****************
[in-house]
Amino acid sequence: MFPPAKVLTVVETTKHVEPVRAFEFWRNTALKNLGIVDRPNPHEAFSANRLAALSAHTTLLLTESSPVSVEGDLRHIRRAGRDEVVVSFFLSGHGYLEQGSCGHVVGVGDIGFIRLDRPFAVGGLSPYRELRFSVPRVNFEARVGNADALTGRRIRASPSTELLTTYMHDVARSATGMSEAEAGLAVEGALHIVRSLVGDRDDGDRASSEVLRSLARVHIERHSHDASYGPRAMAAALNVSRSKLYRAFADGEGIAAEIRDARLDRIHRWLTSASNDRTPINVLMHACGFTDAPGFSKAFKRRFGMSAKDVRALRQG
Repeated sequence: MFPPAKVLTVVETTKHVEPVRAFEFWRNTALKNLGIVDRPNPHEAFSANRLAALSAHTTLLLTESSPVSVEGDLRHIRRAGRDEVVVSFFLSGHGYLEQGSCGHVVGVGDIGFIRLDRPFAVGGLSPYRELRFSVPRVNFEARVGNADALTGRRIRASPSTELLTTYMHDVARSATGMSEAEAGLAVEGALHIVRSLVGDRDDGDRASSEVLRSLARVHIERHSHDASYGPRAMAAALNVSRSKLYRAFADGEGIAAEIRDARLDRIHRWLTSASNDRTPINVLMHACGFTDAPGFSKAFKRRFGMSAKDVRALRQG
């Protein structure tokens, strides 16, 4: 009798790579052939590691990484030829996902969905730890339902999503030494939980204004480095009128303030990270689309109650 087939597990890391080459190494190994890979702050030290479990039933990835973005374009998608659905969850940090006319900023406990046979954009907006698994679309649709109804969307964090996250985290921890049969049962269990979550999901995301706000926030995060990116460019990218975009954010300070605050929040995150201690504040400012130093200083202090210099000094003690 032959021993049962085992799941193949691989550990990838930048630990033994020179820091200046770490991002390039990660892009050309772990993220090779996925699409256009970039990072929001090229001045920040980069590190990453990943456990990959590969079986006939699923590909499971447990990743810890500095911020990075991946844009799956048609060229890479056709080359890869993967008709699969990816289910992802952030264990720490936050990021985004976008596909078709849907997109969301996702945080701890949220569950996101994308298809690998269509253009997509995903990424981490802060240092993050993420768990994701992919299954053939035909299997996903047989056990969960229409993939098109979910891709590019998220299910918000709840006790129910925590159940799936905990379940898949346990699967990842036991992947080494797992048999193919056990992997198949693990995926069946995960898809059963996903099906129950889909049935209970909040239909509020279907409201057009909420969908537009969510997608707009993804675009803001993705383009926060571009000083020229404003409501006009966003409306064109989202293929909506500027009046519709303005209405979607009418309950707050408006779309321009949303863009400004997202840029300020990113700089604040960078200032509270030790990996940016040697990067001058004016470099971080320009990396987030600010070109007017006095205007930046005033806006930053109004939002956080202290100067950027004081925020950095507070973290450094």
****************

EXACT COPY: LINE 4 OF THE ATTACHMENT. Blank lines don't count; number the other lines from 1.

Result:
């Protein structure tokens, strides 16, 4: 009798790579052939590691990484030829996902969905730890339902999503030494939980204004480095009128303030990270689309109650 087939597990890391080459190494190994890979702050030290479990039933990835973005374009998608659905969850940090006319900023406990046979954009907006698994679309649709109804969307964090996250985290921890049969049962269990979550999901995301706000926030995060990116460019990218975009954010300070605050929040995150201690504040400012130093200083202090210099000094003690 032959021993049962085992799941193949691989550990990838930048630990033994020179820091200046770490991002390039990660892009050309772990993220090779996925699409256009970039990072929001090229001045920040980069590190990453990943456990990959590969079986006939699923590909499971447990990743810890500095911020990075991946844009799956048609060229890479056709080359890869993967008709699969990816289910992802952030264990720490936050990021985004976008596909078709849907997109969301996702945080701890949220569950996101994308298809690998269509253009997509995903990424981490802060240092993050993420768990994701992919299954053939035909299997996903047989056990969960229409993939098109979910891709590019998220299910918000709840006790129910925590159940799936905990379940898949346990699967990842036991992947080494797992048999193919056990992997198949693990995926069946995960898809059963996903099906129950889909049935209970909040239909509020279907409201057009909420969908537009969510997608707009993804675009803001993705383009926060571009000083020229404003409501006009966003409306064109989202293929909506500027009046519709303005209405979607009418309950707050408006779309321009949303863009400004997202840029300020990113700089604040960078200032509270030790990996940016040697990067001058004016470099971080320009990396987030600010070109007017006095205007930046005033806006930053109004939002956080202290100067950027004081925020950095507070973290450094």